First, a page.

Although it should be filed under "too little, too late," Freeland did get a basket in the game's closing seconds by attacking the paint hard again and drawing a goaltending call on Nene when he cheekily flipped up a shot from 8-feet on the move. The Brits needed a quick basket in the time/score situation and Freeland delivered. It was a hard, aggressive drive and one that made you think he could have done a bit more off the dribble earlier in the contest.

The lasting takeaway from this one wasn't the isolation action on either end but Freeland's nose for the ball. One of his rebounds came on a quick reaction play where he showed good hands to snag it out of the air. He saved an offensive possession with a tip on an offensive rebound. His registered offensive rebound created an opportunity for a teammate's wide open jumper. And, in his most prototypical moment, he dove on the floor for a loose ball with no teammates and four opponents in the screen.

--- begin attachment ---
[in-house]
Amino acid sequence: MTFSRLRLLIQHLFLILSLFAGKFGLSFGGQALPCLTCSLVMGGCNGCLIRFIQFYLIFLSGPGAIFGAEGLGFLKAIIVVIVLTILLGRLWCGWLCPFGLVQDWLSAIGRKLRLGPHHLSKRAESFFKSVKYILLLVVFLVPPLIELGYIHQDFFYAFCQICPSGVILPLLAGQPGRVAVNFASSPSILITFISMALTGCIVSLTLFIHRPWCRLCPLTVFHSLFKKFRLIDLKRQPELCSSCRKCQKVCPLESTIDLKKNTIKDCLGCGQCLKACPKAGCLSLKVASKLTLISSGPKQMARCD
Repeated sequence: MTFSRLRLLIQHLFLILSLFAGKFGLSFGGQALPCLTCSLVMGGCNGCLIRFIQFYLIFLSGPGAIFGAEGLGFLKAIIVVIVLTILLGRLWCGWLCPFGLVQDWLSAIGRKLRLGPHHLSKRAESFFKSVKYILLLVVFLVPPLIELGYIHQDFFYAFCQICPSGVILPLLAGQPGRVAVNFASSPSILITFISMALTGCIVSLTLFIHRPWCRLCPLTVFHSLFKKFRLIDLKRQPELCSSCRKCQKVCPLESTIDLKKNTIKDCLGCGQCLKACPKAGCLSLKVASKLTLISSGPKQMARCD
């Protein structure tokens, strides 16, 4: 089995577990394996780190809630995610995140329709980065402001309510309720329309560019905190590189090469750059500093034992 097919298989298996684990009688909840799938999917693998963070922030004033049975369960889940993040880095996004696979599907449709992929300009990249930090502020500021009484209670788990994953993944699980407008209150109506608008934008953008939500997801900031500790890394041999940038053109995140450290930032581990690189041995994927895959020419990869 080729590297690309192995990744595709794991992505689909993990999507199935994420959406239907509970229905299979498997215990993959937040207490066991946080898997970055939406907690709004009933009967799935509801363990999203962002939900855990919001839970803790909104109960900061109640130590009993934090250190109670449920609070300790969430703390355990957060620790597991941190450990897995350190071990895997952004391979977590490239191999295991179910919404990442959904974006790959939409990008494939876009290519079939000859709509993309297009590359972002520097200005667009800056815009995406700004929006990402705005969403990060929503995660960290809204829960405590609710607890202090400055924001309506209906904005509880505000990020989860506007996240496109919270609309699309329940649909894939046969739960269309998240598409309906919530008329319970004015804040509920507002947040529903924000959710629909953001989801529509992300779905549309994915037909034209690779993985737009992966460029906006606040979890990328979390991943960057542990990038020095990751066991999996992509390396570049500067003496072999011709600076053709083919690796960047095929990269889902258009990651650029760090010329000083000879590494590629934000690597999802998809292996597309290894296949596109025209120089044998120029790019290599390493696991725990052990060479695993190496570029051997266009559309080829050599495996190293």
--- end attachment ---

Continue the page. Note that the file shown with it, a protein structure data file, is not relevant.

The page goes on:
He came up short on that play and in this game. But, as mentioned on Sunday, it was fun to watch and there are some helpful skills for the Blazers here, despite the flaws.

Joel Freeland Game Rating: 6 out of 10

France 71, Argentina 64

Box score

Nicolas Batum: 14 points, 7 rebounds, 3 assists, 1 steal, 1 block, 3 turnovers on 5-for-9 shooting in 28 minutes

The French sprung the upset here in a war of attrition, as the Argentinians faded down the stretch after over-relying on their five starters -- each of whom played 32 or more minutes out of 40 -- while eight Frenchmen saw double figures in playing time.

After a timid, injury-shortened stinker in the opener against the USA, Batum was a major key to the victory in this one. Argentina's attack boils down to Manu Ginobili and Luis Scola; anyone else that contributed meaningfully would have been a pleasant surprise. Here, the two stars scored 42 of Argentina's 64 points and watched their teammates shoot 7-for-27 from the field. Ouch.